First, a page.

For matters other than grunting, we took Teddy in for professional pictures, and I am proud to post them below. The photo shoot was exhausting, and I commend the photographer for her patience – Teddy feigned sleep like a cocaine addict on the first of the month. He is scheduled for more pictures at 3, 6, 9, and 12 months…please keep us in your prayers.

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The Original Desperate Housewife

Do you ever desire extra spice in your life? Ever wondered what it would be like to be rich and famous? Or even just daydreamed about an evening that didn’t include the word “Netflix?” I for one have a high threshold for boredom. This characteristic stands out starkly when I spend time with my sister who is an adrenaline-junky-extrovert; a fun night for me is usually turning on the X-Files while a fun night for her is turning the pedals on her bike for a 20-mile ride.

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An awesome component of modern life is the plethora of options available to avoid boredom. This was not the case back in the 1850’s. Life during that time for the poor entailed a lot of hard work for both men and women. If you were lucky enough to have money, life could be filled with all sorts of social activities and luxuries. One of the worst places in society for boredom was that of the middle-class woman. Women in the middle-class had enough money, so work was not required but not enough money to be a member of the social sphere. This equation more times than not ended with the original “Desperate Houswife.” This was the situation that inspired Gustave Flaubert to write his most famous work Madame Bovary in 1856. A story that broke the mold for novels and was banned for some time because of its literary realism.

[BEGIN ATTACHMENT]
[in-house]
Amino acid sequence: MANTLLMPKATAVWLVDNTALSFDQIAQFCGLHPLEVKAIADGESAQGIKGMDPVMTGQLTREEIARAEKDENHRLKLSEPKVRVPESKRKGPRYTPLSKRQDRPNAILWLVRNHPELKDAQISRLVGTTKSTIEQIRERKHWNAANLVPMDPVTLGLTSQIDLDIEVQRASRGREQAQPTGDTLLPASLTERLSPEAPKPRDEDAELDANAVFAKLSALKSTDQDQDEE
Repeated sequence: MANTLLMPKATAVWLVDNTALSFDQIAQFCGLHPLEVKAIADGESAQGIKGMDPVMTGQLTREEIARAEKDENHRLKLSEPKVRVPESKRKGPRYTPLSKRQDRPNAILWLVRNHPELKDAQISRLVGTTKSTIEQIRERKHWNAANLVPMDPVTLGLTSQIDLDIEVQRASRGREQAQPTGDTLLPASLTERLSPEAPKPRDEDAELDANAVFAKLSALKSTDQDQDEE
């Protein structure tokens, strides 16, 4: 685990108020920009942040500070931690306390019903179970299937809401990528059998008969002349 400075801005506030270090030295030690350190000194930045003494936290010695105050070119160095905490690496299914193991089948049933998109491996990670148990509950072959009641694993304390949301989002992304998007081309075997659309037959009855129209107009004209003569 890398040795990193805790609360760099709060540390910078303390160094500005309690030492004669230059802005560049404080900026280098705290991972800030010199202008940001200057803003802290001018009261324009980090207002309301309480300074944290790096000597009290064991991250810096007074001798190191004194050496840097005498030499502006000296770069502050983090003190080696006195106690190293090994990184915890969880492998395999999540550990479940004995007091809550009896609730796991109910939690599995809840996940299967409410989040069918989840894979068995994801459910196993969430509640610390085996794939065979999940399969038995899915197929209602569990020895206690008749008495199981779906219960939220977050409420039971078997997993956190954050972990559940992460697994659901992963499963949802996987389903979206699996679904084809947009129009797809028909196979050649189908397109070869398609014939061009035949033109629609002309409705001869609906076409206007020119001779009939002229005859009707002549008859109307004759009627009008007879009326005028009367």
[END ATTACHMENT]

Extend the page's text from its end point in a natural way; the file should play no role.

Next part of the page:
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Madame Bovary follows the marriage, affairs, and extreme dissatisfaction of Emma Bovary. Emma simply wanted more from life than what her simple doctor husband could provide – she dreamed of “true” love which she read about in her novels. Love to Emma was supposed to feel like a gush of refreshing water falling from the skies, not the humdrum monotony of her marriage – even though her husband was patient, caring, and intimate. She not only wanted a prince but wanted to be respected as a princess – when in reality she had the means of a farm girl. At one point Emma did feel she had reached complete bliss during her first affair…